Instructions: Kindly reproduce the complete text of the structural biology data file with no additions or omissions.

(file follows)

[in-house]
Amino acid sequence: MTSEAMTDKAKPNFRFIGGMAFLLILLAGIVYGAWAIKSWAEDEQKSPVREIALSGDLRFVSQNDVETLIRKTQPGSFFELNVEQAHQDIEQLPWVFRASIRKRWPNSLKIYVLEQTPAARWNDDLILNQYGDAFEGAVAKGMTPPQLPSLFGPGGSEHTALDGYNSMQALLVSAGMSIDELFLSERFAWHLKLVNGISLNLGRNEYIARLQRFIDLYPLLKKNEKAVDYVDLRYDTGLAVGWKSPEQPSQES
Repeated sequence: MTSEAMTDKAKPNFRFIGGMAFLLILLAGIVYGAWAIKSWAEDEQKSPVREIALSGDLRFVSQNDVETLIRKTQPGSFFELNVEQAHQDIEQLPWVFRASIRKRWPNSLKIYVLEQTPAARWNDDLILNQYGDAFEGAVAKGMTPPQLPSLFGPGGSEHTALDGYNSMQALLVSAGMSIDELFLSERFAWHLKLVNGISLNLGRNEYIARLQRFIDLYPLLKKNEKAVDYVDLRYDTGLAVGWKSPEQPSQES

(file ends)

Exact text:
[in-house]
Amino acid sequence: MTSEAMTDKAKPNFRFIGGMAFLLILLAGIVYGAWAIKSWAEDEQKSPVREIALSGDLRFVSQNDVETLIRKTQPGSFFELNVEQAHQDIEQLPWVFRASIRKRWPNSLKIYVLEQTPAARWNDDLILNQYGDAFEGAVAKGMTPPQLPSLFGPGGSEHTALDGYNSMQALLVSAGMSIDELFLSERFAWHLKLVNGISLNLGRNEYIARLQRFIDLYPLLKKNEKAVDYVDLRYDTGLAVGWKSPEQPSQES
Repeated sequence: MTSEAMTDKAKPNFRFIGGMAFLLILLAGIVYGAWAIKSWAEDEQKSPVREIALSGDLRFVSQNDVETLIRKTQPGSFFELNVEQAHQDIEQLPWVFRASIRKRWPNSLKIYVLEQTPAARWNDDLILNQYGDAFEGAVAKGMTPPQLPSLFGPGGSEHTALDGYNSMQALLVSAGMSIDELFLSERFAWHLKLVNGISLNLGRNEYIARLQRFIDLYPLLKKNEKAVDYVDLRYDTGLAVGWKSPEQPSQES